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Category: Fees in Trust & Estates

$43M Trust Not on the Hook for Attorney Fees in Georgia

March 12, 2024

A recent Law 360 story by Emily Johnson, “Ga. Panel Finds $43M Trust Not On Hook For Legal Fees”, reports that the Georgia Court of Appeals rejected a request from beneficiaries of a $43 million furniture fortune, finding that the trust's ex-trustees should not be saddled with attorney fees and litigation costs while the trust's beneficiaries sued them for allegedly mishandling the trust and overpaying themselves.

At the same time, an appellate panel said that former trustees Phillip Faircloth and Ted Sexton were not faced with a threat of irreparable injury, so the lower court erred in granting the interlocutory injunction that ordered the trust to pay for Faircloth and Sexton's attorney fees while the trust sues them.  The lower court's interlocutory injunction required the current trustees to take up the cost of the former trustees' legal battle, including attorney fees and litigation costs.  "In sum, the record lacks evidence to support a finding that the interlocutory injunction is necessary to prevent an irreparable harm having no adequate legal remedy," the appellate panel said.

Beneficiaries of a trust tied to furniture tycoon Sherwin Glass, who founded Farmers Furniture Co., sued Faircloth and Sexton in 2017.  The appellate court panel found that because the trust has been lending money to Faircloth and Sexton for their legal costs, they were not harmed, a requirement for an interlocutory injunction.  "Due to the loan by Farmers, they have not been harmed by going unrepresented, and any monetary harm can be remedied by repayment of interest paid pursuant to the loan," the appellate panel said.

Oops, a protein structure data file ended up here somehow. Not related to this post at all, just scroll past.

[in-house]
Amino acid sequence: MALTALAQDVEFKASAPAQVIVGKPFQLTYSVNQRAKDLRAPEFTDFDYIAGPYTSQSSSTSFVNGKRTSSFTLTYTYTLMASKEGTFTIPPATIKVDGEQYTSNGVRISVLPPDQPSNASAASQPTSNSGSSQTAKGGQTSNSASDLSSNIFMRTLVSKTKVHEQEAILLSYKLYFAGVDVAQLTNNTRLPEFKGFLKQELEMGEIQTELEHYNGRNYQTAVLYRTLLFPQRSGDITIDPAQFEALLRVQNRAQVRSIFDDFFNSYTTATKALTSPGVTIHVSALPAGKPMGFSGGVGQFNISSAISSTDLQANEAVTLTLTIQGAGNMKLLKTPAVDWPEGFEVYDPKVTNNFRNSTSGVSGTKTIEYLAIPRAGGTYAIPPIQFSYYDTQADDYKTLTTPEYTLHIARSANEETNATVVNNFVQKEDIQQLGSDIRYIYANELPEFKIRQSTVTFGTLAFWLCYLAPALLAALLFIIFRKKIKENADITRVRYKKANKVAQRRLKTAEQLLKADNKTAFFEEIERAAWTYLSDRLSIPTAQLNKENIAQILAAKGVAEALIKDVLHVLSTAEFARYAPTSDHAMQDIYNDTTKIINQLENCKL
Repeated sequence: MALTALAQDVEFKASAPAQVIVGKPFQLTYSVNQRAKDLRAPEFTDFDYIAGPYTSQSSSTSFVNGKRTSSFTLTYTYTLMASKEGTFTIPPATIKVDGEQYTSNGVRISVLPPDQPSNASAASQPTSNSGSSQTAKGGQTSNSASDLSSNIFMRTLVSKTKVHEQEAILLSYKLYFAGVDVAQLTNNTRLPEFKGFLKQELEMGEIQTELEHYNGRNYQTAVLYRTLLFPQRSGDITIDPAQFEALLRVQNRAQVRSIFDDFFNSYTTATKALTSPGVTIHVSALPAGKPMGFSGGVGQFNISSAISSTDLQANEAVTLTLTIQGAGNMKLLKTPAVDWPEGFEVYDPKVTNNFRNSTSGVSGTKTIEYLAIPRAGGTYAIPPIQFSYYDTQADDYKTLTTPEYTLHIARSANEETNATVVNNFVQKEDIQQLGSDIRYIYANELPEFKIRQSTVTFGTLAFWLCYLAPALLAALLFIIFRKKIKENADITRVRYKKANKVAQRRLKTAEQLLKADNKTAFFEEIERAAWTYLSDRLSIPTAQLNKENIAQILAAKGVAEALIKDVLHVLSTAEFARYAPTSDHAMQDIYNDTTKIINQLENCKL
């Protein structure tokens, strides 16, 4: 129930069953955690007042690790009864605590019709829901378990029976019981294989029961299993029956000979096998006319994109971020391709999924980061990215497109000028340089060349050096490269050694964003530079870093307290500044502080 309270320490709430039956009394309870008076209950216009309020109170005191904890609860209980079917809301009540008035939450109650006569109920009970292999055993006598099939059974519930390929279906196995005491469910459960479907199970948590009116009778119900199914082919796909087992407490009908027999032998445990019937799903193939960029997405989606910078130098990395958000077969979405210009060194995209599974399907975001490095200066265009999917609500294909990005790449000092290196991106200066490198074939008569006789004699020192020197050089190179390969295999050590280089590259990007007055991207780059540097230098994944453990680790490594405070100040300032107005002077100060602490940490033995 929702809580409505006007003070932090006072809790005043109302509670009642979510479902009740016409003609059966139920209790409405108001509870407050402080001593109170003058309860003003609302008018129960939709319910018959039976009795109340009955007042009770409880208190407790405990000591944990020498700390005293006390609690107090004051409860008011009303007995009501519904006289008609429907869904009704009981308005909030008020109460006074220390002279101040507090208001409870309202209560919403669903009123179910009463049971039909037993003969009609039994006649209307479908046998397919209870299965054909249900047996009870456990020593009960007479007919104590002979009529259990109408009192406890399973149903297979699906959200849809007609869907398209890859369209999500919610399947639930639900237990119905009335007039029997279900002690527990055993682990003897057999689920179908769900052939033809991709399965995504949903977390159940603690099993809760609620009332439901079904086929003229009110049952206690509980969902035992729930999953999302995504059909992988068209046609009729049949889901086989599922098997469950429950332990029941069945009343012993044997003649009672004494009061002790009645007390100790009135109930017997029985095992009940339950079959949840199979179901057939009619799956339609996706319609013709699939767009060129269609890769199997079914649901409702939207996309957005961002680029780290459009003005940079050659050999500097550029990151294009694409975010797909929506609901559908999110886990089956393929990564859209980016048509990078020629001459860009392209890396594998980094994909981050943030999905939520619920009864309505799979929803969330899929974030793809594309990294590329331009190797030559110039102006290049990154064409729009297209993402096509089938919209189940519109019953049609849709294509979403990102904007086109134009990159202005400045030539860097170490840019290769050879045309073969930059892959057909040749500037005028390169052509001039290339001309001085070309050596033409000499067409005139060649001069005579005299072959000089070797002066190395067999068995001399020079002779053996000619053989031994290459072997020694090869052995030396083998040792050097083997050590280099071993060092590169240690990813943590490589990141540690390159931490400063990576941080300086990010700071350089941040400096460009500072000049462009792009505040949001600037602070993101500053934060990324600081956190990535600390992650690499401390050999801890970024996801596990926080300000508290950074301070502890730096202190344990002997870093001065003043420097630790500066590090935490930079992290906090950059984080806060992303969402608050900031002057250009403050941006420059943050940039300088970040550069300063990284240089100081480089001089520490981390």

The appellate panel left in place a lower court's rejection of the request that the former trustees reimburse the trust about $4.6 million in legal fees that had already been paid.  This is the third time the case has been before the state's Court of Appeals, according to the decision.

Counsel for the Glass Dynasty Trust told the panel in September that the injunction required the trust to pay 50% of attorney fees and costs incurred by two of the firms representing Faircloth and Sexton, as well as 100% of the fees incurred by another, within 14 days of receiving an invoice.

Representing Faircloth and Sexton, J. Randolph Evans, partner at Squire Patton Boggs LLP, told Law360 Pulse on Monday that the court's decision is one of the biggest decisions this year in the state, saying this has "turned indemnity/insurance law on its head."

"The whole purpose of us having [a] duty to defend is so we don't have to front money to the lawyer," Evans said. "They pay the lawyer. Now they're saying, you pay the lawyer, and sue the insurance company and get back the money."  Evans said that the decision means that the former trustees and others won't be able to enforce a duty to defend from insurance carriers or indemnitors unless you can't pay for your defense.

The implications of the panel's decision for Georgia are enormous, he said.  "They went one step further, which made people really react," Evans said. "It's not just that you don't have the money; if you can borrow the money, you can't enforce the duty to defend."